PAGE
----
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Tag: blues

Holocaust Remembrance Day

Sunday, 27 January, 2019

On 27 January each year, the world commemorates the genocide that resulted in the death of an estimated six million Jews, five million Slavs, three million ethnic Poles, 200,000 Romani, 250,000 mentally and physically disabled people and 9,000 homosexuals by Adolf Hitler’s Nazi regime and its collaborators.

“When Hitler started out, he took the Jews from their homes
Hitler started out, he took the Jews from their homes
That’s one thing Mr. Hitler you know you done wrong.

We’re gonna tear Hitler down
We’re gonna tear Hitler down
We’re gonna tear Hitler down someday.
We’re gonna bring him to the ground
We’re gonna bring him to the ground
We’re gonna bring him to the ground someday.

You ain’t no iron, you ain’t no solid rock
You ain’t no iron, you ain’t no solid rock
But we American people say ‘Mr. Hitler you is got to stop!'”

Huddie William Ledbetter (Leadbelly) was born on 20 January in 1888, in Louisiana. He was in and out of jail starting in his teens, for owning a gun, for killing a relative. John and Alan Lomax discovered him in prison in the early 1930s and they put some of his songs on tape. Freedom and fame followed. Born on a plantation, Leadbelly ended up touring the world and bringing blues music to a new generation.


The young Elvis

Sunday, 13 August, 2017 0 Comments

On Thursday, the world will mark the 40th anniversary of the death of Elvis Presley, “the King”. To get us ready for this memorable occasion, Vintage Everyday has assembled “20 Rare and Fascinating Vintage Photos of Elvis Presley As a Child and Teenager from the 1930s and ’40s.” They offer a glimpse of life in Tupelo, Mississippi, before the Presley family relocated to Memphis, Tennessee. It was there, in July 1954, in the offices of Sun Records, that Elvis recorded a blues song by Arthur “Big Boy” Crudup, That’s All Right. The rest is rock ‘n roll.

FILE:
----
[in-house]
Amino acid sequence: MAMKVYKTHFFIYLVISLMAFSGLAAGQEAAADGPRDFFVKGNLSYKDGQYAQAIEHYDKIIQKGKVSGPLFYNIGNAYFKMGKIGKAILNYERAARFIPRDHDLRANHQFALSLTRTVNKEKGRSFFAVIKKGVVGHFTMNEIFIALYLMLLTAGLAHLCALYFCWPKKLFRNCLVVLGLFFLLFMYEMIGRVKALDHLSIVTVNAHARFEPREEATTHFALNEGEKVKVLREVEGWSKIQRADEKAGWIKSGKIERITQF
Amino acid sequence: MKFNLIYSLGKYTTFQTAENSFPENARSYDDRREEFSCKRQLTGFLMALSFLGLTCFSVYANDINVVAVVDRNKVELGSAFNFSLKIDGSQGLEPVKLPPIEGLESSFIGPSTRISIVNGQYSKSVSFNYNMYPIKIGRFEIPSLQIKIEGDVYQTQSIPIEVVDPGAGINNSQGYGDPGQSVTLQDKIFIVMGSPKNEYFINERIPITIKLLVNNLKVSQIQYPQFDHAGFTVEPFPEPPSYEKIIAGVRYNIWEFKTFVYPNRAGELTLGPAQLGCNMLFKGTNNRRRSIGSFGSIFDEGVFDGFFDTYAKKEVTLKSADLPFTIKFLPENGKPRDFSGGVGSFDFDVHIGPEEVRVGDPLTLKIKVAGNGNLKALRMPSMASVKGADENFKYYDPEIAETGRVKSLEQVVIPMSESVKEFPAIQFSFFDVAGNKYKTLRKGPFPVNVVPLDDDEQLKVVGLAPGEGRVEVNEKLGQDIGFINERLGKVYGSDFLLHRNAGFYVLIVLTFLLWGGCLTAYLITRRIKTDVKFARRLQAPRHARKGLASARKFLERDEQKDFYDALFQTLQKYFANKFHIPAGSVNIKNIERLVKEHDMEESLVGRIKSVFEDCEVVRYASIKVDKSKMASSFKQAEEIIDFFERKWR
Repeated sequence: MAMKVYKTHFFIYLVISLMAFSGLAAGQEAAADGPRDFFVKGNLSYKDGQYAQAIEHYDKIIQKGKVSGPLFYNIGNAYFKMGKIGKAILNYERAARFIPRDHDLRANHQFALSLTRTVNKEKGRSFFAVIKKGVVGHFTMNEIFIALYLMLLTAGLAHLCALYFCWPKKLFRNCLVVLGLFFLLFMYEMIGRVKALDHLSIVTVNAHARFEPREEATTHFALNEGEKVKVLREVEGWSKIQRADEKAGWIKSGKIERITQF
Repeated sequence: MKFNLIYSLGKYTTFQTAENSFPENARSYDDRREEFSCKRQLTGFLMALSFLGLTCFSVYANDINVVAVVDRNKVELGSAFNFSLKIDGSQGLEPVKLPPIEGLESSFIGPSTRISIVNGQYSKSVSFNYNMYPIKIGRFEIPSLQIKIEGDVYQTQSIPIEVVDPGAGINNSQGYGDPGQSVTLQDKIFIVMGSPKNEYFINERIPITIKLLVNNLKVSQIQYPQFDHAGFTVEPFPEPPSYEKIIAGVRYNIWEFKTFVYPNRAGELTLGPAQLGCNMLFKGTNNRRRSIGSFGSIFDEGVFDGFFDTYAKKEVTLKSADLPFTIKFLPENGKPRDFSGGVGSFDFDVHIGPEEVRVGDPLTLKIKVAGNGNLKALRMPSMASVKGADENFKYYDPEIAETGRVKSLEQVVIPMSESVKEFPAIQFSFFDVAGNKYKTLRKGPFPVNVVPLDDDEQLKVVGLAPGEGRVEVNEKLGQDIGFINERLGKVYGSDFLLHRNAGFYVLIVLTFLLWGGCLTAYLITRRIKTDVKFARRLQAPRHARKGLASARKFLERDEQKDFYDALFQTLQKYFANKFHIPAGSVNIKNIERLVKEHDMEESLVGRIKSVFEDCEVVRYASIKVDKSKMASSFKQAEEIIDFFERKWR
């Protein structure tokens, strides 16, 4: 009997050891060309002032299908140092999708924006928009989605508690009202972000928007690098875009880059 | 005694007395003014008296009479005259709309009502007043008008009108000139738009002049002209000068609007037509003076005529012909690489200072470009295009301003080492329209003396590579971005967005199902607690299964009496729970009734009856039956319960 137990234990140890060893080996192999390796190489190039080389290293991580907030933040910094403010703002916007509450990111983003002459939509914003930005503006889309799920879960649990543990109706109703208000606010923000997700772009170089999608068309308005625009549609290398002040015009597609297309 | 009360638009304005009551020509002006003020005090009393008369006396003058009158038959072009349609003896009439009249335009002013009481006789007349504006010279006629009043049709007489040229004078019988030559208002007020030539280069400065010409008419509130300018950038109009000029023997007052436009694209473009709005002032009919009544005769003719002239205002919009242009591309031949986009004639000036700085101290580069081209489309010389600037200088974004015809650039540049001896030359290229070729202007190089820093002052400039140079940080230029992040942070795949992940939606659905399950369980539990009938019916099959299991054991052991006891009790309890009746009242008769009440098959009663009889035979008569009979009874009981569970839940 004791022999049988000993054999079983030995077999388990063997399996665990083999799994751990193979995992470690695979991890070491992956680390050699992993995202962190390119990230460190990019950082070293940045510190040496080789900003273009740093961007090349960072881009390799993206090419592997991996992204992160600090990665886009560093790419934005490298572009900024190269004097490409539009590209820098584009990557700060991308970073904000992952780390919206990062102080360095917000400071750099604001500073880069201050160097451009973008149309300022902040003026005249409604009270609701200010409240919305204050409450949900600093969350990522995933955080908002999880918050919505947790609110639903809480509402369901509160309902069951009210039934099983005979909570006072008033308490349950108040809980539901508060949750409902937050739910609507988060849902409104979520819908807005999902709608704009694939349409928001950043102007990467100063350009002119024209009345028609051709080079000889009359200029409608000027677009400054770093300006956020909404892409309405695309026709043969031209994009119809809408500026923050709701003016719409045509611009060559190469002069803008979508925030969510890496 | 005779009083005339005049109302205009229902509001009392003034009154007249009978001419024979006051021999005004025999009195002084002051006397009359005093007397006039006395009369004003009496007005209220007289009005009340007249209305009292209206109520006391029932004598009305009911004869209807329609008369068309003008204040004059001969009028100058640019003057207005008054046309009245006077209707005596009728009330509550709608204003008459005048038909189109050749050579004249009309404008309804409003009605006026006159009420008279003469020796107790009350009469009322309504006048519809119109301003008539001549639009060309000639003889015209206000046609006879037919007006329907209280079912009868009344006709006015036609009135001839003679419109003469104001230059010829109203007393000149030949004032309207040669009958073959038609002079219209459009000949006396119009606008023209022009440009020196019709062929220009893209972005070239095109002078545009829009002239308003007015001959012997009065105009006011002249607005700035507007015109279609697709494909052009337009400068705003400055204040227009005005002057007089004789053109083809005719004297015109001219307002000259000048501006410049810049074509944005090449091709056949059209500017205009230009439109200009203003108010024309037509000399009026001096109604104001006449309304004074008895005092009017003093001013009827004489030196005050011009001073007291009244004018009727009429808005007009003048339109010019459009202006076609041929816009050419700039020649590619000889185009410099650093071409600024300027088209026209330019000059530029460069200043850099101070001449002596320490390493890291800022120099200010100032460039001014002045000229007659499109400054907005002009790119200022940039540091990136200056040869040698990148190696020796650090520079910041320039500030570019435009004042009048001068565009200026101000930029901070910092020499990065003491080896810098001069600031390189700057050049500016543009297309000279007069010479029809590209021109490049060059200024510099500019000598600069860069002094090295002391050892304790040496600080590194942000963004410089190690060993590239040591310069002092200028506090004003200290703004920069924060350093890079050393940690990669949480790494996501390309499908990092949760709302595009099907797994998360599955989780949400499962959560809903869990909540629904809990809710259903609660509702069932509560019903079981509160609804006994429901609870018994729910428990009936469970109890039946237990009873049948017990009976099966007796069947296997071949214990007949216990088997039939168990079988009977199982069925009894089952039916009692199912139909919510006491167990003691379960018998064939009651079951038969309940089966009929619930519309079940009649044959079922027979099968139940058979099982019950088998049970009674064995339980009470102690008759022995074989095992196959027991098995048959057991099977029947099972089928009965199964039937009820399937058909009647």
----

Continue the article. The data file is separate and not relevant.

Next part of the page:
Gladys, Elvis and Vernon Presley, 1937.


The Boy in the Boat

Monday, 20 February, 2017 0 Comments

The excellent fiddler Fergal Scahill, who plays with We Banjo 3, decided he’d record a tune a day for the whole of 2017. Last week in Reykjavik, on Day 46 of the project, he played a reel titled The Boy in the Boat, also known as An Buachaill Sa Mbád.

A blues song with the title The Boy in the Boat was recorded in 1930 by George Hannah, who has been honoured for his contribution to “queer music” by The Pop-Up Museum of Queer History. The title of the tune/song is an anatomical allusion with sexual connotations and the lyrics go like this:

Now, did you ever hear the story ’bout that boy in a boat,
Don’t wear no shoes or no overcoat.
Broad told me that it happened like this.
He love to dive and also to fish.
He went roaming in that shallow boat.
With his head hardly rising and his eyes hard to cope.
Face is all wrinkled and his breath smells like soap.
Talking about that boy in the boat.


Droning For Good above LA

Saturday, 22 August, 2015 0 Comments

“I continue to be awe struck by how much of this vast city I have partially or completely overlooked before undertaking this video,” says videographer Ian Wood about his aerial exploration of downtown Los Angeles. Explaining the “Droning For Good” philosophy, he says: “With all the controversy about drones, it’s important to remember that they can be (and often are) used responsibly. As with many emerging technologies, the laws struggle to keep up and we must employ a common sense approach to their use that is respectful to community, safety and the law.”

By the way, here’s a map of the locations seen in the clip and the music is If You Ain’t Never Had The Blues by Boo Boo Davis.


Fitzgerald sings Fitzgerald

Thursday, 16 April, 2015 0 Comments